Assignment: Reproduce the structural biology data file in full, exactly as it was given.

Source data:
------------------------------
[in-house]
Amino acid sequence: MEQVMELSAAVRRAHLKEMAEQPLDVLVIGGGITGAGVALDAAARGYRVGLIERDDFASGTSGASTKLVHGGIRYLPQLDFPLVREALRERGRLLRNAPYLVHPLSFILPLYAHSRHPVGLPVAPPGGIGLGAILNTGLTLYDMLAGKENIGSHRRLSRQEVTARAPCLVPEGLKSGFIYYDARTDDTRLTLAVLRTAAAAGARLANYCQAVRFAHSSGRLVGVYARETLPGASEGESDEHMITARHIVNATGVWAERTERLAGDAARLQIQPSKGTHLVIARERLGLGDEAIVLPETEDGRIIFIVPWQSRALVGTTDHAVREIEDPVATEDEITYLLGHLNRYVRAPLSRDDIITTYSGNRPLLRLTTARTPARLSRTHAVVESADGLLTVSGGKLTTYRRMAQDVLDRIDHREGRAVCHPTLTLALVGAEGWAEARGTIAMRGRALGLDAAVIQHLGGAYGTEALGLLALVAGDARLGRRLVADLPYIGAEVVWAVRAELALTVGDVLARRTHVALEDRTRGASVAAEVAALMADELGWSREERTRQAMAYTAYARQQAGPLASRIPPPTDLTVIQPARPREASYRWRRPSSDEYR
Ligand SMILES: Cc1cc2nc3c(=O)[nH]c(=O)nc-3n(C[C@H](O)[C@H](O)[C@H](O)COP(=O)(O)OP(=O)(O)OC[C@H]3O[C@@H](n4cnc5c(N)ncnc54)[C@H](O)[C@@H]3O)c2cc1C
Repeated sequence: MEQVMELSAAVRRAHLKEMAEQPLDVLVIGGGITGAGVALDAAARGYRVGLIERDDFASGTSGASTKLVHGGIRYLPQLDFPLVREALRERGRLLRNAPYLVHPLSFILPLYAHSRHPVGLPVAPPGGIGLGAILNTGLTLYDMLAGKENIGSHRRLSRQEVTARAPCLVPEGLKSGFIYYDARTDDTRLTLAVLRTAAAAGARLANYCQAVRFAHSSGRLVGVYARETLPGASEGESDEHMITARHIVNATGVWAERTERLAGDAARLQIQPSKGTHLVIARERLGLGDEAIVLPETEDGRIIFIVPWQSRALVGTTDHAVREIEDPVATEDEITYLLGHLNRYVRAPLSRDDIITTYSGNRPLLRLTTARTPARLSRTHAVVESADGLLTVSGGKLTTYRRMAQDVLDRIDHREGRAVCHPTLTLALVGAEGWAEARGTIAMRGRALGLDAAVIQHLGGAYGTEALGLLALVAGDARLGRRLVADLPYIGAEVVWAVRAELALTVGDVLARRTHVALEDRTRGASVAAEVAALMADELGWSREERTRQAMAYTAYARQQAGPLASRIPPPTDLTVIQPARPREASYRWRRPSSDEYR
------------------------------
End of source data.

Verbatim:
[in-house]
Amino acid sequence: MEQVMELSAAVRRAHLKEMAEQPLDVLVIGGGITGAGVALDAAARGYRVGLIERDDFASGTSGASTKLVHGGIRYLPQLDFPLVREALRERGRLLRNAPYLVHPLSFILPLYAHSRHPVGLPVAPPGGIGLGAILNTGLTLYDMLAGKENIGSHRRLSRQEVTARAPCLVPEGLKSGFIYYDARTDDTRLTLAVLRTAAAAGARLANYCQAVRFAHSSGRLVGVYARETLPGASEGESDEHMITARHIVNATGVWAERTERLAGDAARLQIQPSKGTHLVIARERLGLGDEAIVLPETEDGRIIFIVPWQSRALVGTTDHAVREIEDPVATEDEITYLLGHLNRYVRAPLSRDDIITTYSGNRPLLRLTTARTPARLSRTHAVVESADGLLTVSGGKLTTYRRMAQDVLDRIDHREGRAVCHPTLTLALVGAEGWAEARGTIAMRGRALGLDAAVIQHLGGAYGTEALGLLALVAGDARLGRRLVADLPYIGAEVVWAVRAELALTVGDVLARRTHVALEDRTRGASVAAEVAALMADELGWSREERTRQAMAYTAYARQQAGPLASRIPPPTDLTVIQPARPREASYRWRRPSSDEYR
Ligand SMILES: Cc1cc2nc3c(=O)[nH]c(=O)nc-3n(C[C@H](O)[C@H](O)[C@H](O)COP(=O)(O)OP(=O)(O)OC[C@H]3O[C@@H](n4cnc5c(N)ncnc54)[C@H](O)[C@@H]3O)c2cc1C
Repeated sequence: MEQVMELSAAVRRAHLKEMAEQPLDVLVIGGGITGAGVALDAAARGYRVGLIERDDFASGTSGASTKLVHGGIRYLPQLDFPLVREALRERGRLLRNAPYLVHPLSFILPLYAHSRHPVGLPVAPPGGIGLGAILNTGLTLYDMLAGKENIGSHRRLSRQEVTARAPCLVPEGLKSGFIYYDARTDDTRLTLAVLRTAAAAGARLANYCQAVRFAHSSGRLVGVYARETLPGASEGESDEHMITARHIVNATGVWAERTERLAGDAARLQIQPSKGTHLVIARERLGLGDEAIVLPETEDGRIIFIVPWQSRALVGTTDHAVREIEDPVATEDEITYLLGHLNRYVRAPLSRDDIITTYSGNRPLLRLTTARTPARLSRTHAVVESADGLLTVSGGKLTTYRRMAQDVLDRIDHREGRAVCHPTLTLALVGAEGWAEARGTIAMRGRALGLDAAVIQHLGGAYGTEALGLLALVAGDARLGRRLVADLPYIGAEVVWAVRAELALTVGDVLARRTHVALEDRTRGASVAAEVAALMADELGWSREERTRQAMAYTAYARQQAGPLASRIPPPTDLTVIQPARPREASYRWRRPSSDEYR